Black Canyon of the Gunnison National Park

Black Canyon of the Gunnison National Park

I had not heard much about this National Park prior to this adventure. I am SO glad we made it here. There were multiple sights that took my breath away. Ron Swanson said it’s only acceptable to cry at the Grand Canyon, but I think he’d add this park to the list too. 
After the Great Sand Dunes, an attempt up Blanca Peak by Mike, a lucky find of $20 in a parking lot (time to treat yo self!), a shower at the city rec center, we headed to Black Canyon. 
We made it there just in time for the evening ranger program at the amphitheater which talked about the history of the park’s exploration, space exploration, and the relationship. This was a great way to begin our park visit. 
We camped that night on BLM land that was right outside of the park! The ranger even gave us directions to it. This park is recognized as an International Dark Sky – and it was easy to see why. Mike and I really enjoyed stargazing here while having a glass of whiskey. This is basically what counts as date night for us now. 
The next morning, we drove in and headed down into the canyon via East Portal road. It was beautiful and peaceful since it was right after sunrise with no other people around. This is considered the easy route into the canyon – as it’s the only road down. Despite this, Mike also got the last permit of the day to hike the inner canyon (only 15 are given each day) while I hiked with Luca on the Rim Rock Trail and worked on my junior ranger booklet. 
When he came back, we drove the South Rim loop and stopped at almost every view point. A lot of parks have these scenic drives which makes it more accessible for every age and fitness level. But we still managed to hike over 5 miles at this park – and Luca was allowed at every overlook! Painted Wall is the most popular stop, but if you want an even closer view of the same wall, head to the next overlook, Cedar Point. 
We then headed back to the Visitor Center to get my junior ranger badge. There I met two badass women who presented my badge. Kim was a younger ranger who was in her third season with the NPS. Mary Jane has been with the NPS for 12 years and travels in the off season. Last year, she climbed Kilamajaro! They both were so passionate about the Park Service, Black Canyon, and just overall educating visitors. Their joy for their jobs reignited my desire to someday be a park ranger. 
I was in awe of this park. It had wonderful facilities (clean bathrooms at almost every stop!), accessibility without being too crowded, and inspiring beauty. If Mike and I hadn’t left then to visit friends, there was so much more to see too! We stayed on the South Side of the canyon, but I’d love to come back to explore the North Side and do more hikes. This is also a popular place to rock climb, paddle, and fish. Rangers Kim and Mary Jane both agreed that their favorite place within the park is the SOB Draw inner canyon hike on the North side – I’ll definitely be back to conquer that hike and camp by the river!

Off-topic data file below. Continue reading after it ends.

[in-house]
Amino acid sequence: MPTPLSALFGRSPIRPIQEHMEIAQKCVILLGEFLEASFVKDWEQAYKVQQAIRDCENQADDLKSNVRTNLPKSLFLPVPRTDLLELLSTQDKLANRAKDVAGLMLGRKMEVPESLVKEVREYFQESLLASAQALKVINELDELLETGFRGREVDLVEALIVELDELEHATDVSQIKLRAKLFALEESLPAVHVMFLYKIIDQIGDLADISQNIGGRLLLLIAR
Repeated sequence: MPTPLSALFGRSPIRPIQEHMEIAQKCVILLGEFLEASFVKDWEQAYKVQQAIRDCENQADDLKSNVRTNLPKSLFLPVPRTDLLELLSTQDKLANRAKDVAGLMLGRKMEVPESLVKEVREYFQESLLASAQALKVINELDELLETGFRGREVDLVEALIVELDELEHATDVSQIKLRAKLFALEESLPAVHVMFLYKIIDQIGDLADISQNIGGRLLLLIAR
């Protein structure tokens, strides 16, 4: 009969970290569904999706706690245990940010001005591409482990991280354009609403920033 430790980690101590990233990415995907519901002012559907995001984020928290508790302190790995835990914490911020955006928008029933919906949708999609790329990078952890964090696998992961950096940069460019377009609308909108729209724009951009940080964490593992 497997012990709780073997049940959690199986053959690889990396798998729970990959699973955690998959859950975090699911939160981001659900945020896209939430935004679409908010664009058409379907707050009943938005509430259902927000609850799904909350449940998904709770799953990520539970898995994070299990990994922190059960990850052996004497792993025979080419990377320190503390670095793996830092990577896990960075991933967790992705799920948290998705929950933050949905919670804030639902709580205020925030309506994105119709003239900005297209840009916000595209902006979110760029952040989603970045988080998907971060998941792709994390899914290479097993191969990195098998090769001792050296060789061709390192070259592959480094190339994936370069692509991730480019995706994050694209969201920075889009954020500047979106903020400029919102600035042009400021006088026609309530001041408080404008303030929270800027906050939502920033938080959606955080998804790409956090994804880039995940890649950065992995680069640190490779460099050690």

• Why pay for a campground when there is an even better one for free? When you exit the park entrance, drive over two cattle guards, and you’ll see a gravel road on the right for BLM camping spots! The front was a little crowded, but we drove in a bit and were completely secluded. 
  • I made the mistake of underestimating the ranger programs. I originally believed that they were meant for little kids or for people that can’t hike. Boy, I was wrong. The rangers were hired for a reason – they’re amazing, passionate teachers. I’ll definitely be attending a program at every park I can now. 
  • Make time for the North side, and get an inner canyon permit!

2 thoughts on “Black Canyon of the Gunnison National Park

  1. Ron Swanson would cry like a baby on seeing the north rim. Seriously, breath stopping beautiful. Go! A couple great hikes for you and Mike, and Luca allowed on Chasm View and North Rim drive viewpoints. I left the dog in the car, in shade, for Exclamation Point hike.

  2. My takeaway from this trip was mainly that doing Junior Ranger activities in the winter in the mountains is probably not the greatest idea. While it was really nice that we virtually had the visitor centers to ourselves (except CNM which was surprisingly busy for the time of year), the difficulty in actually being able to do the activities made it really unenjoyable for everyone (especially B) and I really don t want these badges to be a drag for anyone. I d like to go on a few more NPS adventures before our pass expires in July (it s nearly paid for!) since I m kind of in love with the National Parks (and I think if I could do adulthood over again, I d probably be living in one of them right now), but I think we ll wait until the weather is warmer.

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